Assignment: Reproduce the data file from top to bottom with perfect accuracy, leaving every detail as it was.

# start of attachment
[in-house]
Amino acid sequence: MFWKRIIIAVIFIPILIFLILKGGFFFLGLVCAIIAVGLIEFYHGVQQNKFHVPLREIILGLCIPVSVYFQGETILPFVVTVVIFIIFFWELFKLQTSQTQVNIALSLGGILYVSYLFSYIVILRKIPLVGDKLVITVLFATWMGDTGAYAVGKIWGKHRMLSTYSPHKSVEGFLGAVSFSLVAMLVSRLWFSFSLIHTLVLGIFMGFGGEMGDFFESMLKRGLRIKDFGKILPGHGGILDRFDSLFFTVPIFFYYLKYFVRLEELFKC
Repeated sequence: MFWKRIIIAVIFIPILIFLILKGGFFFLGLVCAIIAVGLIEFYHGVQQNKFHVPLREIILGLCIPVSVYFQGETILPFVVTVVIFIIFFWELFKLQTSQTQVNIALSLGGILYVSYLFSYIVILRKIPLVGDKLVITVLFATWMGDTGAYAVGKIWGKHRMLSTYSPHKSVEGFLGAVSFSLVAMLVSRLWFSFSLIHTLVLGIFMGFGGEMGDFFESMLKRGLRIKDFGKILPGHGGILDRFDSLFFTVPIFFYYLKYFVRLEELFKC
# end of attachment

[in-house]
Amino acid sequence: MFWKRIIIAVIFIPILIFLILKGGFFFLGLVCAIIAVGLIEFYHGVQQNKFHVPLREIILGLCIPVSVYFQGETILPFVVTVVIFIIFFWELFKLQTSQTQVNIALSLGGILYVSYLFSYIVILRKIPLVGDKLVITVLFATWMGDTGAYAVGKIWGKHRMLSTYSPHKSVEGFLGAVSFSLVAMLVSRLWFSFSLIHTLVLGIFMGFGGEMGDFFESMLKRGLRIKDFGKILPGHGGILDRFDSLFFTVPIFFYYLKYFVRLEELFKC
Repeated sequence: MFWKRIIIAVIFIPILIFLILKGGFFFLGLVCAIIAVGLIEFYHGVQQNKFHVPLREIILGLCIPVSVYFQGETILPFVVTVVIFIIFFWELFKLQTSQTQVNIALSLGGILYVSYLFSYIVILRKIPLVGDKLVITVLFATWMGDTGAYAVGKIWGKHRMLSTYSPHKSVEGFLGAVSFSLVAMLVSRLWFSFSLIHTLVLGIFMGFGGEMGDFFESMLKRGLRIKDFGKILPGHGGILDRFDSLFFTVPIFFYYLKYFVRLEELFKC